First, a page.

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Pakistan will lose moral ground on Kashmir if it gives recognition to Israel, says Imran Khan

The Print logo The Print 06-02-2023 Shyam Nandan Upadhyay
© Provided by The Print

New Delhi: If Pakistan recognises Israel, it loses “moral ground” on Kashmir, Pakistan’s ousted premier Imran Khan said in a recent interview.

In the interview to The New Yorker, Khan sought to draw parallels between the “disputed” nature of Israel and Kashmir for justifying his support to the Palestinians who are locked in conflict with Israeli forces.

“Because Kashmir is a disputed territory between Pakistan and India, we do make statements on that. About Israel, it was the stated position of the founder of Pakistan and the situation is similar to what is happening in Kashmir,” he said, responding to a query about him not commenting about China’s atrocities towards Uyghur Muslims.

“If we recognise Israel, we then lose the moral ground of holding on to Kashmir—that they should be given the right of self-determination or homeland. I speak on these two issues,” he said, in the interview published Sunday. 

One of the most militarised places in the world, Kashmir has been a bone of contention between nuclear-armed India and Pakistan ever since the two countries became independent in 1947.

The Pakistan Tehreek-e-Insaf (PTI) chief highlighted Islamabad’s dependence on Beijing to explain how he had to be “selective” when it comes to supporting human rights.

“…when you become the Prime Minister, you have to think of the consequences of making a statement. Pakistan is heavily dependent on China. For Pakistan to make a statement, with the Chinese being very sensitive to such criticism, it could be very costly. That’s why I have to be selective when I say things about human rights,” he said.

Khan also described how Pakistan’s nascent years were akin to Israel’s after the former was carved out of India.

“Pakistan’s neighbour, six or seven times in size, is India. The state grew up with fear, much like in Israel, where there was this feeling that we have hostile neighbors much bigger than us, and therefore we need to protect ourselves. The reliance on security became paramount because there was fear that our existence was threatened,” he said, explaining how the military came into prominence in his country.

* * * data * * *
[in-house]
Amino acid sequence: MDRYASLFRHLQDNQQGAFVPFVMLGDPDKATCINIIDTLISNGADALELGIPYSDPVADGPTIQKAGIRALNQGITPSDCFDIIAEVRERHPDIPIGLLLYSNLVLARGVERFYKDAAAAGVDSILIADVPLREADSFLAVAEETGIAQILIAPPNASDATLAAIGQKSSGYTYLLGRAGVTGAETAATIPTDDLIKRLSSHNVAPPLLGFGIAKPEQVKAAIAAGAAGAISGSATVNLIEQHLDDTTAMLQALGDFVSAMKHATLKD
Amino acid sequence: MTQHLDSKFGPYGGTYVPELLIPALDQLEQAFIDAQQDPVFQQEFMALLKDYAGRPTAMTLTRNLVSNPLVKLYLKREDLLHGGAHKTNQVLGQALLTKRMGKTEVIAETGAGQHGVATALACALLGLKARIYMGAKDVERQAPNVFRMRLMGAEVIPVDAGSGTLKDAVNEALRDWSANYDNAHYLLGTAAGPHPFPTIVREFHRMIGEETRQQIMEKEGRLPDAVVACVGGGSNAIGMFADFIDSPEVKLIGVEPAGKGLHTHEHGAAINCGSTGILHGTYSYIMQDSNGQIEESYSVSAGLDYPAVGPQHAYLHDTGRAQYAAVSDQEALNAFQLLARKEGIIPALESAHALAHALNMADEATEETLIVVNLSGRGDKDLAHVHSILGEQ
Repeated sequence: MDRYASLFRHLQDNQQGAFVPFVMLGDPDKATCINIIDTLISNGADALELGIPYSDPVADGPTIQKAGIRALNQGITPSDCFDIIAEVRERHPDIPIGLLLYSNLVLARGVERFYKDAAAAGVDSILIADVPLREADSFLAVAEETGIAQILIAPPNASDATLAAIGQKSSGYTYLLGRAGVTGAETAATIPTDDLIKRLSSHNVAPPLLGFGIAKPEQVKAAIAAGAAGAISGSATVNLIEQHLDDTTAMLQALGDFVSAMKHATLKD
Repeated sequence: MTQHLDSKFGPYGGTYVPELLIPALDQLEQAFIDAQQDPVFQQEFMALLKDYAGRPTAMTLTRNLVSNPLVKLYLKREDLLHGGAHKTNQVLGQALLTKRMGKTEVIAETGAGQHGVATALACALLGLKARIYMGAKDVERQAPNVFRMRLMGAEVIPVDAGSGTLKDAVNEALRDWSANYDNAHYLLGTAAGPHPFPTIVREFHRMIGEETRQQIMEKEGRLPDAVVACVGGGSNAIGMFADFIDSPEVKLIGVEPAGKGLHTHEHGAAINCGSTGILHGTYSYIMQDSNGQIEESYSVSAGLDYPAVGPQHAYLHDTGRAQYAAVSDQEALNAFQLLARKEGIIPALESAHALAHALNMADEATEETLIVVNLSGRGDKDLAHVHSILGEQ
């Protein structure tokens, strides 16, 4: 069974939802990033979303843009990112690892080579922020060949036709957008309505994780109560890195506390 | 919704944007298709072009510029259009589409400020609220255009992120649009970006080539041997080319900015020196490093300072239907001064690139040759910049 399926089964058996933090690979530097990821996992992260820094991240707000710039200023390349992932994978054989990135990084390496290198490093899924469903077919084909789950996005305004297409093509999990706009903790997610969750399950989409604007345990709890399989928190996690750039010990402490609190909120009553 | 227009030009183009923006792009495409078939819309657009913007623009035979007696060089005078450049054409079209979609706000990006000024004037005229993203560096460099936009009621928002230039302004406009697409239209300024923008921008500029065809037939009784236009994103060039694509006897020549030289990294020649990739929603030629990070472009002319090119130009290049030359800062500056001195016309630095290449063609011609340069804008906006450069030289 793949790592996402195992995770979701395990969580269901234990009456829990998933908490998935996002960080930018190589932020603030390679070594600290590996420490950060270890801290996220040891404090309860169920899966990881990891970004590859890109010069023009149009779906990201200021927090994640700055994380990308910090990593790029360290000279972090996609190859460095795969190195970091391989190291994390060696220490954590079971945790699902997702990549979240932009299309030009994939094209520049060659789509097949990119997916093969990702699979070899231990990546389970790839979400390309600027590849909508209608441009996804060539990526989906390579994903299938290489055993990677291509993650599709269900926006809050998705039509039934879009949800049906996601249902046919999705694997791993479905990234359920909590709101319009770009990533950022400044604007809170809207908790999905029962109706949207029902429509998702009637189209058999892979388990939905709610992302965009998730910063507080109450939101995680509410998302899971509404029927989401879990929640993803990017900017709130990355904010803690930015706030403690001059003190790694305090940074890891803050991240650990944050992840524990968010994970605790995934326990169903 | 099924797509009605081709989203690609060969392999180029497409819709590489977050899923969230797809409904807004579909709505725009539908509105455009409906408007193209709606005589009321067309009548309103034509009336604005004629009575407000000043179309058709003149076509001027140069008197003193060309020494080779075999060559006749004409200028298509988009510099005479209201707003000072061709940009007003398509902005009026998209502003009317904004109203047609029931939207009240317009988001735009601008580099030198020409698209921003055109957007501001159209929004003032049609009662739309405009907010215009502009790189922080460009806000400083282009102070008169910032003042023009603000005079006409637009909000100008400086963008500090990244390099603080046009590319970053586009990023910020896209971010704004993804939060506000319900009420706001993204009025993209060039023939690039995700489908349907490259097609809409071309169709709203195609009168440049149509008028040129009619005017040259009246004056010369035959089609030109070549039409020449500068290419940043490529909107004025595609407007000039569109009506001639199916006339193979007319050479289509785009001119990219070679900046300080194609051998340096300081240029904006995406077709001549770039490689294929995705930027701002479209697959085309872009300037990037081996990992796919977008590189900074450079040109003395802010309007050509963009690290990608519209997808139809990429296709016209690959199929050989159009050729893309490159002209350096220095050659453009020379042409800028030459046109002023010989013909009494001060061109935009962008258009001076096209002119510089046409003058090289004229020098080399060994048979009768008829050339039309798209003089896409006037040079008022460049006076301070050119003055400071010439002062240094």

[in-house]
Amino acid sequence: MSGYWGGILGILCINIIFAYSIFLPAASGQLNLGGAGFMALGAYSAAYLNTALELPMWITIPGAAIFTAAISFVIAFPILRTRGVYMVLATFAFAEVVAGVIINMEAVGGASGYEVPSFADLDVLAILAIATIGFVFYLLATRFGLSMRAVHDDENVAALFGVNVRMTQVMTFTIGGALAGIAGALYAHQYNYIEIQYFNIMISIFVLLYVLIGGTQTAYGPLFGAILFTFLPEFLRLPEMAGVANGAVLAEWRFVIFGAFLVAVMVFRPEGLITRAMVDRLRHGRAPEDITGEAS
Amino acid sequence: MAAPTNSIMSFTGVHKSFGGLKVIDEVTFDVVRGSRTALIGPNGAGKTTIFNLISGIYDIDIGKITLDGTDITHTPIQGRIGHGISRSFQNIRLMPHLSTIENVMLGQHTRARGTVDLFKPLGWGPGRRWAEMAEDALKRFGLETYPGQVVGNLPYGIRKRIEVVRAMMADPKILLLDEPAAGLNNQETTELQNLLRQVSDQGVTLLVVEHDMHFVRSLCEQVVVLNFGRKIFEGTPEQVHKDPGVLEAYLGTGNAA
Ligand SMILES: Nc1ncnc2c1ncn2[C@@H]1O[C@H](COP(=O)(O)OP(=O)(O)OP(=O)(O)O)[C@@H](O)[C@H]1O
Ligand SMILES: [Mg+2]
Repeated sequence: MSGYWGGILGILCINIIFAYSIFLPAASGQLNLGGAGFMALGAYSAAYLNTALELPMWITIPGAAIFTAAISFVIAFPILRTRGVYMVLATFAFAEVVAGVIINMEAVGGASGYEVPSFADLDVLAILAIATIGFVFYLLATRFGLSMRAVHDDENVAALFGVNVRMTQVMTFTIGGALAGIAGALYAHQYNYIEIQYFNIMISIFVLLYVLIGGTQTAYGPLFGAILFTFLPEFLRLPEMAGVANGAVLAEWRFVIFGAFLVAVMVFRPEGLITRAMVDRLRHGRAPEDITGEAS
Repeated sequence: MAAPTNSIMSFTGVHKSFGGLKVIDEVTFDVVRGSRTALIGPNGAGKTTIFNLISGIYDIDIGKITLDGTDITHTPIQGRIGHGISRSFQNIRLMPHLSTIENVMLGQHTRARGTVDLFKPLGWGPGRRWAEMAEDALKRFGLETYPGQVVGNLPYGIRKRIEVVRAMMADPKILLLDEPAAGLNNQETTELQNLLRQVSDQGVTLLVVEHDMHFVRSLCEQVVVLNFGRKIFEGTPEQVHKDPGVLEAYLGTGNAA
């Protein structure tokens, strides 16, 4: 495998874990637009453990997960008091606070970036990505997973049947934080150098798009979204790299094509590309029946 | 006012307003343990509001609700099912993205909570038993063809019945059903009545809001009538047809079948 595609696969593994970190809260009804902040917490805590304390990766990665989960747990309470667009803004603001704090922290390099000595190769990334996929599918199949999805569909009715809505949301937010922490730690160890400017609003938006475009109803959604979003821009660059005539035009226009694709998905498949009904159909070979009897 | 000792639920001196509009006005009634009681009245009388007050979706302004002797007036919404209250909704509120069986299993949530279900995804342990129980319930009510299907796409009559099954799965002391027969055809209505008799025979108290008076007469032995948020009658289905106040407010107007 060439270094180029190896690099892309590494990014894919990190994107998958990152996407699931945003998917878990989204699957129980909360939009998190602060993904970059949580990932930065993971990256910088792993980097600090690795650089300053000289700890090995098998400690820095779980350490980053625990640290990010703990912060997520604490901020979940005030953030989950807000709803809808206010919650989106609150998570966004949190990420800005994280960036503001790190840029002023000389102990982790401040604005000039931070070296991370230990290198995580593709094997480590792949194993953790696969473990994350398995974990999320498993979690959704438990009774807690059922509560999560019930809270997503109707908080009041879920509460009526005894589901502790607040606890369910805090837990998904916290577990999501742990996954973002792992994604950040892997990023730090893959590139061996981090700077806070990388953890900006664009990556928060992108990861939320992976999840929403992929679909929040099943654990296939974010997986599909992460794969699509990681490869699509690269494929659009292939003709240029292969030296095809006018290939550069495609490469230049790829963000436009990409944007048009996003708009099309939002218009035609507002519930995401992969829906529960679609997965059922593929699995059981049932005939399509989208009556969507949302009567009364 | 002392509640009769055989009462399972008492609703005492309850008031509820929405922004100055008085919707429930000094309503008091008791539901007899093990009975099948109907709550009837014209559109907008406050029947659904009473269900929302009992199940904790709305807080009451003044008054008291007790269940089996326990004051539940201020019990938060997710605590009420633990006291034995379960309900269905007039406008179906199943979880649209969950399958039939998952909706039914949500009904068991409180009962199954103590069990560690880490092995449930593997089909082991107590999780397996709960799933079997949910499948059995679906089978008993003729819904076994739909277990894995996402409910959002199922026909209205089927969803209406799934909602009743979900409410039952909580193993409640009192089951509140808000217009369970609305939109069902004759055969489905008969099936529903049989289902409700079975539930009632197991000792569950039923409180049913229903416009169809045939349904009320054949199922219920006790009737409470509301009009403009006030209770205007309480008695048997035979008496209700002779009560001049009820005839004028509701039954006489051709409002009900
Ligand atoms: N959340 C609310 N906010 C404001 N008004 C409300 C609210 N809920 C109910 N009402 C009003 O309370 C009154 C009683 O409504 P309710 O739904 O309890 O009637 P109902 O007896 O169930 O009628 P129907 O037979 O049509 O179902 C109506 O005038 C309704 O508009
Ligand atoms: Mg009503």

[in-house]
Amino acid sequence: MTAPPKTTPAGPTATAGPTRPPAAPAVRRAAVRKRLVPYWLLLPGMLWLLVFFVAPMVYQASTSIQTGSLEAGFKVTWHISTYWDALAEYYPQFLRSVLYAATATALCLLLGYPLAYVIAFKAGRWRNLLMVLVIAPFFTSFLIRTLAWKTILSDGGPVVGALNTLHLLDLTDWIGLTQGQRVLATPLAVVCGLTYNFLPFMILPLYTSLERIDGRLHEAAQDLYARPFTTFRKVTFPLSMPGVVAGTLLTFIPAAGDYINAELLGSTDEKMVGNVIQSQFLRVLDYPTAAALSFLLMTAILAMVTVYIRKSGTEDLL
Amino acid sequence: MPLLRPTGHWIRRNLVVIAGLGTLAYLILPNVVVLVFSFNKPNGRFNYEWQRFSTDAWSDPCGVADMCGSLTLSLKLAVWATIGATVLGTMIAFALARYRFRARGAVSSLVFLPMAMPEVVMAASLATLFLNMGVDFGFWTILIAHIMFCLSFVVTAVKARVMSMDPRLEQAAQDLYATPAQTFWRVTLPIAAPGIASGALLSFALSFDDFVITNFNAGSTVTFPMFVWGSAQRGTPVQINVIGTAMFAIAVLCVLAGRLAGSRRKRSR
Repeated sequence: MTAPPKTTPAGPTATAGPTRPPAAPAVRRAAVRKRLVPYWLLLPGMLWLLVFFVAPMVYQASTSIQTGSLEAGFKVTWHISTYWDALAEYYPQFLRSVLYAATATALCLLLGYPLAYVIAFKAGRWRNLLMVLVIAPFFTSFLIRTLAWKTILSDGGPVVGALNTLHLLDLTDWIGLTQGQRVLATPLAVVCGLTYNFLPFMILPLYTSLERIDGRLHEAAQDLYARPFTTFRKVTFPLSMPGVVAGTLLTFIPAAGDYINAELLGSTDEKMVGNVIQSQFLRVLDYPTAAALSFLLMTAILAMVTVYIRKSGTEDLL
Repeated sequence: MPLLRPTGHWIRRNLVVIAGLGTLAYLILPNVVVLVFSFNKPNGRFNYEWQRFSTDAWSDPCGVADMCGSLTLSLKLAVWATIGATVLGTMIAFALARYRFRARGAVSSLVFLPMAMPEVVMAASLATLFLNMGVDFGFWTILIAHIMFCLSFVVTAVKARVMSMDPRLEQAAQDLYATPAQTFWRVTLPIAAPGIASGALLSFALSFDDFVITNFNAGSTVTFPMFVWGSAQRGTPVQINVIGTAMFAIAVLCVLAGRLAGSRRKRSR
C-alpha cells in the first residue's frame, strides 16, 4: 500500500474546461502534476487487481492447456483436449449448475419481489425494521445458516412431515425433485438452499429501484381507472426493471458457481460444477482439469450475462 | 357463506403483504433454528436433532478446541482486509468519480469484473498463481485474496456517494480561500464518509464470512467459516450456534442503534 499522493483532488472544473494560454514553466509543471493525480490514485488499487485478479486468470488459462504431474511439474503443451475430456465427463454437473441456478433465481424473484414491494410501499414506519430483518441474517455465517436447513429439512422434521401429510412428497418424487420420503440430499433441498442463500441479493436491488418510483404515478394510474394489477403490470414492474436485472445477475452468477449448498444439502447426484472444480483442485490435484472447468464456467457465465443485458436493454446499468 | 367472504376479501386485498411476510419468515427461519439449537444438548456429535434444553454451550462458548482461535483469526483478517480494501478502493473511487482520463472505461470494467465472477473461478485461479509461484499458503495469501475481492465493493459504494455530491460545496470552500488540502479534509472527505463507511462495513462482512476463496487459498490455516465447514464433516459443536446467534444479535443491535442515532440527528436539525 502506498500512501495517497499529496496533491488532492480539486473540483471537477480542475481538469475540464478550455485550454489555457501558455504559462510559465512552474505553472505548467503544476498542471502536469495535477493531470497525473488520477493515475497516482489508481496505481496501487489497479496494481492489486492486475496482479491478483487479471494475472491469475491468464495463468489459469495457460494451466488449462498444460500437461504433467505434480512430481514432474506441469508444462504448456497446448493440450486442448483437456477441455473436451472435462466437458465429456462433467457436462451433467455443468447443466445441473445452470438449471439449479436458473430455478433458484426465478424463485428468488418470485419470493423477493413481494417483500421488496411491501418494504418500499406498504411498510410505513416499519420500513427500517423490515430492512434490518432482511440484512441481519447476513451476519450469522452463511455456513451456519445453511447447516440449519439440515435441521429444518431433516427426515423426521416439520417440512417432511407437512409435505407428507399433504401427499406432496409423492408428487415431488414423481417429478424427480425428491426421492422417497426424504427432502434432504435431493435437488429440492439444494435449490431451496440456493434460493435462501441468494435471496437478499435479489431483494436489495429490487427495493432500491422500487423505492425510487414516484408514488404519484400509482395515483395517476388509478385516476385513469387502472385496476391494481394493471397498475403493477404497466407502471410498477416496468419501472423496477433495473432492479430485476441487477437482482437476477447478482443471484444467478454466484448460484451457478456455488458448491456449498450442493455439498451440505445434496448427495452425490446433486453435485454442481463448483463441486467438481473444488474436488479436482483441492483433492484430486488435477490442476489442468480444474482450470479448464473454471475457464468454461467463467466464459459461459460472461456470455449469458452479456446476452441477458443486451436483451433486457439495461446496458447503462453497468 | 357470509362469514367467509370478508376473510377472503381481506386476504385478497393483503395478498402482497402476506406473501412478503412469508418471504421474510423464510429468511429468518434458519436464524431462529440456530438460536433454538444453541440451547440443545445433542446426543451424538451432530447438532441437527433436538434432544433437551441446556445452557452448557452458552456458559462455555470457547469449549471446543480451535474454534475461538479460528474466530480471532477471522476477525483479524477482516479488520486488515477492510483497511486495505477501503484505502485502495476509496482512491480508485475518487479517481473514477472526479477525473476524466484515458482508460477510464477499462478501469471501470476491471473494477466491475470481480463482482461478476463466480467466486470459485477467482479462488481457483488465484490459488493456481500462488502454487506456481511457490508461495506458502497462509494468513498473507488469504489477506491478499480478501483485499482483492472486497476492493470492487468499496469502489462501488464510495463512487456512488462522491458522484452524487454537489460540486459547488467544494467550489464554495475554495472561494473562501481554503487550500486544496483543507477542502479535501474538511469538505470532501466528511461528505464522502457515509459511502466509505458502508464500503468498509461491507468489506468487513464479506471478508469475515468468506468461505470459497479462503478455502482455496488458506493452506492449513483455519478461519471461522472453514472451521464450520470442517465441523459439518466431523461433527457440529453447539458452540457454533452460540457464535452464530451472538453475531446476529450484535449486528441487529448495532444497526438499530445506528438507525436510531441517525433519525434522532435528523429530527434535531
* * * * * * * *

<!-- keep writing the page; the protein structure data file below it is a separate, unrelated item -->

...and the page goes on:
It was “too idealistic” to expect that Pakistan would suddenly become some Western democracy having absolute civilian supremacy, the cricketer-turned-politician said. “But we do hope to have some sort of a balance between the military and the civilians… A huge, immediate change is not possible, because our security apparatus has gotten very entrenched over the years.” 

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Balancing act with Army

Despite blowing hot and cold against the military after his ouster from power in April last year, Khan asserted that the Pakistan Army was the only institution intact in his country.

“Right now in Pakistan, there is only one institution that is intact and that gets things done. That’s the Army. And then we have unfortunately had these two crooked families who have weakened the institutions,” he said, referring to the Bhuttos and the Sharifs.

“If you want things done in Pakistan, it is a joint exercise between the civilian government and the apparatus of the military. …  So let me just be precise: the power must lie with the civilian government, which has the public mandate to run the country. But the Army will always play a big part,” he asserted.

Khan reiterated his opposition to retired Army chief General Qamar Javed Bajwa whom he claimed “engineered the downfall” of his government.

“During my three and a half years in power, I would say that, for three of those years, the military and my government were on the same page. We had a very good working relationship. Whatever my policies were, they backed the policies. The military establishment, you must remember, is one man. The Army chief is all-powerful. So the only problem I had with him was, again, rule of law,” he said.

He also claimed the ex-army chief let the Pakistan Muslim League (Nawaz) and the Pakistan Peoples Party off the hook despite the National Accountability Bureau (NAB) — the country’s anti-corruption watchdog — making corruption charges in 2018.

“I wanted the cases to move forward. But the NAB was actually controlled by this one man, the Army chief, who would not proceed with accountability for these powerful politicians. I discovered that my whole theme—rule of law, bringing the powerful under the law—failed because the Army chief just did not consider corruption to be bad,” the PTI chief said.

To a query about how his vision for Pakistan has changed after he entered the world of politics, Khan recollected how he was struck by the rule of law in England where he studied and played cricket.

I could compare and contrast life in Pakistan with life in England. And what struck me most were two things. One was the welfare state. Second, and most important, was the rule of law, because in Pakistan we had martial law …Half the time, we had these two crooked families — mafia families — running Pakistan.”

“This is a problem with the entire developing world: we do not have the ability to catch white-collar criminals because those in power weaken state institutions. Corruption is a symptom of there not being rule of law. So I wanted Pakistan to have rule of law,” he said. 

(Edited by Tony Rai)

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